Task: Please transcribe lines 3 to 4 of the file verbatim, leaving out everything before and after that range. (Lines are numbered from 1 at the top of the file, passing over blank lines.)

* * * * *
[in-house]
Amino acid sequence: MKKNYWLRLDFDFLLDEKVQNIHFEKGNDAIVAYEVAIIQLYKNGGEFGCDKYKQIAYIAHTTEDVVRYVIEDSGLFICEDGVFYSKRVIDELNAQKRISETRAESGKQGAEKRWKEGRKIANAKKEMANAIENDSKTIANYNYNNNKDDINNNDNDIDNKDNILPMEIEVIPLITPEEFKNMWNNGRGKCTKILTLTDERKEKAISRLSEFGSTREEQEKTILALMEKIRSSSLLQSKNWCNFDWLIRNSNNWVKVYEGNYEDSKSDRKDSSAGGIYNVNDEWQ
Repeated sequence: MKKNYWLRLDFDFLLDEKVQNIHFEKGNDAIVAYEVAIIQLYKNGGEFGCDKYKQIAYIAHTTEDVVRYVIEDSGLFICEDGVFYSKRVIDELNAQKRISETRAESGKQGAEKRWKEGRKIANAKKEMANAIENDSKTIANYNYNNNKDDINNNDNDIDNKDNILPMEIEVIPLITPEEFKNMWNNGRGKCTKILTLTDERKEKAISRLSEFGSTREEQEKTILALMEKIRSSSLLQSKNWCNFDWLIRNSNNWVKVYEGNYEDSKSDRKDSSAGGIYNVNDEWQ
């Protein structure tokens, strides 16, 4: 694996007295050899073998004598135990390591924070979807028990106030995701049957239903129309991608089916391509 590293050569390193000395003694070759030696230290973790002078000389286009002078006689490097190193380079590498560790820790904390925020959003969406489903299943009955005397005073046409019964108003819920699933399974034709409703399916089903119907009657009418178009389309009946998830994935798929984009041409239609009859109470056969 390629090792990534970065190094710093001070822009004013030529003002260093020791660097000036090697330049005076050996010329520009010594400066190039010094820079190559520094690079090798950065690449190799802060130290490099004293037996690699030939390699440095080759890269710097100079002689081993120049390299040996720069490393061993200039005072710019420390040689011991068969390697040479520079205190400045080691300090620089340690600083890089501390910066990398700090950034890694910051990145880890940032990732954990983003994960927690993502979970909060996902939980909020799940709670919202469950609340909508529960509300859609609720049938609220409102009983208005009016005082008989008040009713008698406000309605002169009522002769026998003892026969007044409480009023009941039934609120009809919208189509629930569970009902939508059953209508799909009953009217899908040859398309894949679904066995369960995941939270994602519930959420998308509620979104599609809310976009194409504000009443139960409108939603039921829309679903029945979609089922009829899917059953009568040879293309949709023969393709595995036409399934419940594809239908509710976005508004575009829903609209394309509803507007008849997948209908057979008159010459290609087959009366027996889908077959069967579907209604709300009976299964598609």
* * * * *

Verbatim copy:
Repeated sequence: MKKNYWLRLDFDFLLDEKVQNIHFEKGNDAIVAYEVAIIQLYKNGGEFGCDKYKQIAYIAHTTEDVVRYVIEDSGLFICEDGVFYSKRVIDELNAQKRISETRAESGKQGAEKRWKEGRKIANAKKEMANAIENDSKTIANYNYNNNKDDINNNDNDIDNKDNILPMEIEVIPLITPEEFKNMWNNGRGKCTKILTLTDERKEKAISRLSEFGSTREEQEKTILALMEKIRSSSLLQSKNWCNFDWLIRNSNNWVKVYEGNYEDSKSDRKDSSAGGIYNVNDEWQ
């Protein structure tokens, strides 16, 4: 694996007295050899073998004598135990390591924070979807028990106030995701049957239903129309991608089916391509 590293050569390193000395003694070759030696230290973790002078000389286009002078006689490097190193380079590498560790820790904390925020959003969406489903299943009955005397005073046409019964108003819920699933399974034709409703399916089903119907009657009418178009389309009946998830994935798929984009041409239609009859109470056969 390629090792990534970065190094710093001070822009004013030529003002260093020791660097000036090697330049005076050996010329520009010594400066190039010094820079190559520094690079090798950065690449190799802060130290490099004293037996690699030939390699440095080759890269710097100079002689081993120049390299040996720069490393061993200039005072710019420390040689011991068969390697040479520079205190400045080691300090620089340690600083890089501390910066990398700090950034890694910051990145880890940032990732954990983003994960927690993502979970909060996902939980909020799940709670919202469950609340909508529960509300859609609720049938609220409102009983208005009016005082008989008040009713008698406000309605002169009522002769026998003892026969007044409480009023009941039934609120009809919208189509629930569970009902939508059953209508799909009953009217899908040859398309894949679904066995369960995941939270994602519930959420998308509620979104599609809310976009194409504000009443139960409108939603039921829309679903029945979609089922009829899917059953009568040879293309949709023969393709595995036409399934419940594809239908509710976005508004575009829903609209394309509803507007008849997948209908057979008159010459290609087959009366027996889908077959069967579907209604709300009976299964598609």